• Disposable objects are those which need dispose of resources in a timely manner after they're no longer used.

Singletons are generally speaking alive for the lifetime of a process / AppDomain. If you find yourself wanting to Dispose them then you probably need to refactor your solution a bit.

If the problem is around the freeing of resources during an AppDomain unload then put the responsibility of freeing the resource with the same object responsible for managing the life time of the AppDomain. Then embed this resource in the Singleton without implementing IDisposable. This will properly separate out the concerns of the scenario.

share|improve this answer
    
As I said, I realize it defeats the purpose of having a Singleton, but I need to have it, so it frees unmanaged resources whenever AppDomain unloads. If it is not called a Singleton, but LoadBalancer instead, will it help? –  kateroh Jun 3 '11 at 15:43
    
@kateroh added some more details on how to separate this out better –  JaredPar Jun 3 '11 at 15:48
    
thanks, DarkSquirrel42 suggested this earlier –  kateroh Jun 3 '11 at 15:55
3  
@kateroh: Why not implement a finalizer that cleans up those unmanaged resources? Finalizers get called on AppDomain termination in most cases. In the rare forced aborts you can still rely on critical finalizers via CriticalFinalizerObject. –  Brian Gideon Jun 3 '11 at 15:57

I am not seeing how this is going to work. Consider this hypothetical use case:

using (Singleton instance = Singleton.Instance)
{
  // Do stuff with the instance.
}

How are you going to guard against multiple threads executing this code simultaneously? One thread could call Dispose while another is still trying to use the same instance. Trying a force an API with recycling semantics into the singleton concept is like trying to fit a square peg in a round hold.

By the way, there is tangential problems worth mentioning. The Instance property is not thread-safe. At the very least you will have to mark _instance as volatile. And that is only if you were using the canonical implementation of the pattern. You will never be able to make the pattern safe since you also use the _disposed flag as extra criteria in the check. Personally, I would just scrap the double-checked locking pattern altogether.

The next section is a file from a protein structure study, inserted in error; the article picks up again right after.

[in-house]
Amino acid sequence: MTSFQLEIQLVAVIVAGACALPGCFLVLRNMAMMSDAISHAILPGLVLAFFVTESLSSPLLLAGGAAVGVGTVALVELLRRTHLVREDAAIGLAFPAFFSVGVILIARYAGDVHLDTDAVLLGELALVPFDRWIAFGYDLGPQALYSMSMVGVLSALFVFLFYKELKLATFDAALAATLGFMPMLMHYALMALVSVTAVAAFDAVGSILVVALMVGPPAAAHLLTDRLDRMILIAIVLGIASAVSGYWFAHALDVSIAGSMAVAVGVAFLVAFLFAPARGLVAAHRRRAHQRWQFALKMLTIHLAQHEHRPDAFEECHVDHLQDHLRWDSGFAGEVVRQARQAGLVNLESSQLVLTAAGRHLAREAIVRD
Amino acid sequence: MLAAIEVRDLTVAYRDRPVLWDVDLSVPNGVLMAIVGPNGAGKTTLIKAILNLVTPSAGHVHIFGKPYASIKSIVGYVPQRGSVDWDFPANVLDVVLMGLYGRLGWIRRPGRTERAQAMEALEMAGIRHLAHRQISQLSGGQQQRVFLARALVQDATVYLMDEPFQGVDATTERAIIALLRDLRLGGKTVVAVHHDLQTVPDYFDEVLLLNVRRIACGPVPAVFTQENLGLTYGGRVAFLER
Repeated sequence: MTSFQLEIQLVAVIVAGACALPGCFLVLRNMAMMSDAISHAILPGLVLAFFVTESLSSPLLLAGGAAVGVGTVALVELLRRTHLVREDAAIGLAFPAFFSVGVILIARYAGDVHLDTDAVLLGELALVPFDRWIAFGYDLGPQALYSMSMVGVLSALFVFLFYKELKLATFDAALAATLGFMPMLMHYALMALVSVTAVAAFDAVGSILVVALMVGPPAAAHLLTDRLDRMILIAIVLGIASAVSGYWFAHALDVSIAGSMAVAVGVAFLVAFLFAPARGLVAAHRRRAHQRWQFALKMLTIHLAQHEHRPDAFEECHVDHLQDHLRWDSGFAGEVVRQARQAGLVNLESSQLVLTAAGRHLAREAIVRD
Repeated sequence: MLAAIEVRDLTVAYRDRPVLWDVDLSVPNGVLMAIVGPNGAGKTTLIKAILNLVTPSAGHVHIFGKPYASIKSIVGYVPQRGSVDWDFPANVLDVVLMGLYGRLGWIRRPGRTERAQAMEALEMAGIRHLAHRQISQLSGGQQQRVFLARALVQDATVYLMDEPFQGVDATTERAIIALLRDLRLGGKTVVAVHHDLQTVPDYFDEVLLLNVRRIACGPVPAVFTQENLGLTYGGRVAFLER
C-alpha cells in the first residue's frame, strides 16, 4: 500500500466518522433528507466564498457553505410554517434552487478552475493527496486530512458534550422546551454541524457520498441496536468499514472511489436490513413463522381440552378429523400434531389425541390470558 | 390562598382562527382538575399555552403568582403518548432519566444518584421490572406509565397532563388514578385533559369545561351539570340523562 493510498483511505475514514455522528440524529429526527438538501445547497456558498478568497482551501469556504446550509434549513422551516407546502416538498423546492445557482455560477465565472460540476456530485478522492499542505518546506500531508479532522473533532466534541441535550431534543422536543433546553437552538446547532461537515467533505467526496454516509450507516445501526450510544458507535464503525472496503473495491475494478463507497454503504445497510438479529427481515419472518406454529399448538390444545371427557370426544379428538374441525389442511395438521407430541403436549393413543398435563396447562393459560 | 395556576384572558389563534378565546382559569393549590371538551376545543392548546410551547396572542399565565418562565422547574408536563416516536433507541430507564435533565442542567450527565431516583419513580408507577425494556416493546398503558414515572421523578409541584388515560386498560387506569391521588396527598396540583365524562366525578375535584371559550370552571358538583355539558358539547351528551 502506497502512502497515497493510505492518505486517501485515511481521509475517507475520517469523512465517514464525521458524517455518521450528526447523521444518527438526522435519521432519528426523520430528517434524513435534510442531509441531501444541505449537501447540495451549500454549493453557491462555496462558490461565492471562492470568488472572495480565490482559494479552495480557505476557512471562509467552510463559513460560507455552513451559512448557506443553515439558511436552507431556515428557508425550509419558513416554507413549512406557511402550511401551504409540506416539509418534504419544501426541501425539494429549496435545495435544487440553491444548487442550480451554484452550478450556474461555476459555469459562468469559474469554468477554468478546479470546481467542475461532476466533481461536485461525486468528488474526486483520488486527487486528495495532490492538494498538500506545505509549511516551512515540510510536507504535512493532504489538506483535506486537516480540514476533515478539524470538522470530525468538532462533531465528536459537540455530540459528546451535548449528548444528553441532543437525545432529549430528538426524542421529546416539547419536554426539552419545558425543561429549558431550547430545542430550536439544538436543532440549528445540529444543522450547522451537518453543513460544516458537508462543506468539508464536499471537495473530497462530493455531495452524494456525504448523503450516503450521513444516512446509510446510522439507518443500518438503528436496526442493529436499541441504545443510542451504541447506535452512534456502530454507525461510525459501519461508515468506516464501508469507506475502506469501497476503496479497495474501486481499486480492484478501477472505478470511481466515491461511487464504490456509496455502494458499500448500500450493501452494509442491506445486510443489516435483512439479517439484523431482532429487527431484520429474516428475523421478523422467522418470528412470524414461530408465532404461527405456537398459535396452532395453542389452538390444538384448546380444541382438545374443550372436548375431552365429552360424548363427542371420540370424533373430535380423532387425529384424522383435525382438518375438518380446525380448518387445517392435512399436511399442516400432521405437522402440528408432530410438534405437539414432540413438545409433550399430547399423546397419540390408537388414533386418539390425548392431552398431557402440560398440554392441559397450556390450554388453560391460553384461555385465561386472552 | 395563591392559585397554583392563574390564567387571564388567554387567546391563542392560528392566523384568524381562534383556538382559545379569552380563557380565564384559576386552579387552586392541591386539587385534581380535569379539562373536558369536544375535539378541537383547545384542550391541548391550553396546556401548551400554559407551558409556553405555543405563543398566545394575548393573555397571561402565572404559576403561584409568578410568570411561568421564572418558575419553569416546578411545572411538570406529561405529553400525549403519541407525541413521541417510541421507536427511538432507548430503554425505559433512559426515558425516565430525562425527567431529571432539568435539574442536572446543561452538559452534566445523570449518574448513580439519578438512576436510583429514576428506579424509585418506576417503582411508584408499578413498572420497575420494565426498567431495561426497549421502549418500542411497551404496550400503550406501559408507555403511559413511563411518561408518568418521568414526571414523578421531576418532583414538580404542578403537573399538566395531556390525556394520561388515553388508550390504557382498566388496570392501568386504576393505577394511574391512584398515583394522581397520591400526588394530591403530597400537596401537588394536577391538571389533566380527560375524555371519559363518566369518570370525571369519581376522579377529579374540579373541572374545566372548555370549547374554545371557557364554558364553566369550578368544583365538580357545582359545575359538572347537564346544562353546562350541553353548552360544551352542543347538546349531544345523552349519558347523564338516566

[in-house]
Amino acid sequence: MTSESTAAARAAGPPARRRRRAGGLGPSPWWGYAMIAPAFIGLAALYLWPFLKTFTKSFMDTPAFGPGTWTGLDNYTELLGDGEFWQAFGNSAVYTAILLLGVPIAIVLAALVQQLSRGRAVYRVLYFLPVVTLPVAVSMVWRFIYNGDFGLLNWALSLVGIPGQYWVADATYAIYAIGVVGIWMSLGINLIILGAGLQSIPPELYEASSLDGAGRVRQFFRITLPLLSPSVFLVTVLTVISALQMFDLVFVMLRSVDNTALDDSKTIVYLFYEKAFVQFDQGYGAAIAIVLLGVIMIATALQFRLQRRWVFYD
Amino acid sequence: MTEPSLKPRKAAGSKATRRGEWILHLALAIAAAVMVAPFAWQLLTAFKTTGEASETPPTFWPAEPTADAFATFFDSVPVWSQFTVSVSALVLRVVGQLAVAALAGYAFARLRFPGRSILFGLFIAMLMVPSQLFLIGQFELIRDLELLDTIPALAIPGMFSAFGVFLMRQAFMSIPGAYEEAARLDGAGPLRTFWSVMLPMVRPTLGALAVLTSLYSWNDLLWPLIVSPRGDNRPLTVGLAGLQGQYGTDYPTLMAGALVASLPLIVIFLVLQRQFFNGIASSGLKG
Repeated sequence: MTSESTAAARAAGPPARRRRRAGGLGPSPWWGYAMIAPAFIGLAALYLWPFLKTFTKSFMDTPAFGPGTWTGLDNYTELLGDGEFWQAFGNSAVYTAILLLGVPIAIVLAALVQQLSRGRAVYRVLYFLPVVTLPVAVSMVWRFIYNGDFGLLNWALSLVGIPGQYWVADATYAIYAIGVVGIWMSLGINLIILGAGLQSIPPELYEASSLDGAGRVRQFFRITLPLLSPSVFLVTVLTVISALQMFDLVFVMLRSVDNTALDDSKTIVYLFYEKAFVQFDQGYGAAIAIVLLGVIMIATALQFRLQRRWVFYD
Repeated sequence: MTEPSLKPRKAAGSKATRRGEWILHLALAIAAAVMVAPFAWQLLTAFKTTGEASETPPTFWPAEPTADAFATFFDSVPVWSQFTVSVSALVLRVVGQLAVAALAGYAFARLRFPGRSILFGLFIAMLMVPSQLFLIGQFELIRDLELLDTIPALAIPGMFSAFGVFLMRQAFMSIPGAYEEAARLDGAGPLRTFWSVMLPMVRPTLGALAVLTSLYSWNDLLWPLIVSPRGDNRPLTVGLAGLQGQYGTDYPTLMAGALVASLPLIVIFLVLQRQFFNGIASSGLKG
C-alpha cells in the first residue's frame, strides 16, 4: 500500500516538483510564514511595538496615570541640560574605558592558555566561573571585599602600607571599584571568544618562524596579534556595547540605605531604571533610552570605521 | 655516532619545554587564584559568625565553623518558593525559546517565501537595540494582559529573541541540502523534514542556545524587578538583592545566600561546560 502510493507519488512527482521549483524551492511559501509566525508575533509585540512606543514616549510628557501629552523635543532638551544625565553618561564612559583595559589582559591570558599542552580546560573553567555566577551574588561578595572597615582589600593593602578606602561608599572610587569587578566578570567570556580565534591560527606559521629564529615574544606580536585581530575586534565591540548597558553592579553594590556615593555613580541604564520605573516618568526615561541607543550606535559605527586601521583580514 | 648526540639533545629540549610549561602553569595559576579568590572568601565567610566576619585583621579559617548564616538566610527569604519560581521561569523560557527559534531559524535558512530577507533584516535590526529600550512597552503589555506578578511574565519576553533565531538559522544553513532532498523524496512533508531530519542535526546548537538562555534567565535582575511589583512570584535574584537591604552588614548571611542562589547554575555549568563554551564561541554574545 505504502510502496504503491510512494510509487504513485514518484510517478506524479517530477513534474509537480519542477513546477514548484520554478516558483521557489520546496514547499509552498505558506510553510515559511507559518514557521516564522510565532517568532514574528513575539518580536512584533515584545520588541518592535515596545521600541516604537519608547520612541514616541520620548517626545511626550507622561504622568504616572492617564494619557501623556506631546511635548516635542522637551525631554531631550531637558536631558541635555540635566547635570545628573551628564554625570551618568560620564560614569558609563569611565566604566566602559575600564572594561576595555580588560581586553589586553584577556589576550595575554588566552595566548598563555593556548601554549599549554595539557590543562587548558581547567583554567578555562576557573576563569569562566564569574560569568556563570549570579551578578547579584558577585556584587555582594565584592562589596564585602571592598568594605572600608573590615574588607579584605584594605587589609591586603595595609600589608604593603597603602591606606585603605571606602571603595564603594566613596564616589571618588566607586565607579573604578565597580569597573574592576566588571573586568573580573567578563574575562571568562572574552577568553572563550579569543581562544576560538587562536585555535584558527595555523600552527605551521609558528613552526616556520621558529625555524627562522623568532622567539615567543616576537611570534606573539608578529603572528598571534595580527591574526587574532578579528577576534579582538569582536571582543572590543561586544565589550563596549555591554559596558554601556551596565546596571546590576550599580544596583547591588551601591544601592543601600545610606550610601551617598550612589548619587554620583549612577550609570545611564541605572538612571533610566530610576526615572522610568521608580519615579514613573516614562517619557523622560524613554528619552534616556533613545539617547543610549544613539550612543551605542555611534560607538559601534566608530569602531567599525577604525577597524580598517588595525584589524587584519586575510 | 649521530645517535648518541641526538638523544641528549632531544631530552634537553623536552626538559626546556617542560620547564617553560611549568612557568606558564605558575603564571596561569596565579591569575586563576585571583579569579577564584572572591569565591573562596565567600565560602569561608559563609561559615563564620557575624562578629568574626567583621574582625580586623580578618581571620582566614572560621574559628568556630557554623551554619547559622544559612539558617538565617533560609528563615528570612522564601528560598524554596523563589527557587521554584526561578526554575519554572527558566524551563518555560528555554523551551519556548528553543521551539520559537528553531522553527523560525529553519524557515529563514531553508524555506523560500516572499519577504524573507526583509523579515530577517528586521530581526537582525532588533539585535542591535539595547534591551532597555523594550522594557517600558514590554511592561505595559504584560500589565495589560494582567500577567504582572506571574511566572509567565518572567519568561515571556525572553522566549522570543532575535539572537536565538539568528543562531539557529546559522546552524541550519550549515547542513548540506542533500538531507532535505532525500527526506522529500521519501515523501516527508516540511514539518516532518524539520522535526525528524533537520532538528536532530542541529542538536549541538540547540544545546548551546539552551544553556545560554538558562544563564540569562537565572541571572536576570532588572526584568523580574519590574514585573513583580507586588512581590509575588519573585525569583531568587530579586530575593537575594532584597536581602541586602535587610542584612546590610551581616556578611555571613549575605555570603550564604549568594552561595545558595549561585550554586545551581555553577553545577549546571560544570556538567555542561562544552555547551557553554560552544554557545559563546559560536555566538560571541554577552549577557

share|improve this answer
    
your using statement is equivalent to what I have Singleton.Instance.Dispose and let's assume Dispose is thread safe (though it is not shown in my example), hence Instance is safe with a double-check locking. –  kateroh Jun 3 '11 at 15:40
    
@kateroh: No amount of code in the Dispose method will fix the no-lock code in the Instance property. Even if you added volatile to both _instance and _disposed it still won't work. –  Brian Gideon Jun 3 '11 at 15:52

Maybe I'm asking a dumb question but why would you want to dispose a Singleton only to create a new one? Isn't the purpose to have a single instance....

This could be a design issue I'm not aware of. Maybe the "right way" in this case is to re-evaluate what you need your code to do and what pattern gets you there.

share|improve this answer
    
See the edit, I can call it LoadBalancer if that helps. –  kateroh Jun 3 '11 at 15:46
    
Maybe he's writing unit tests for it? –  iGanja Dec 21 '13 at 19:46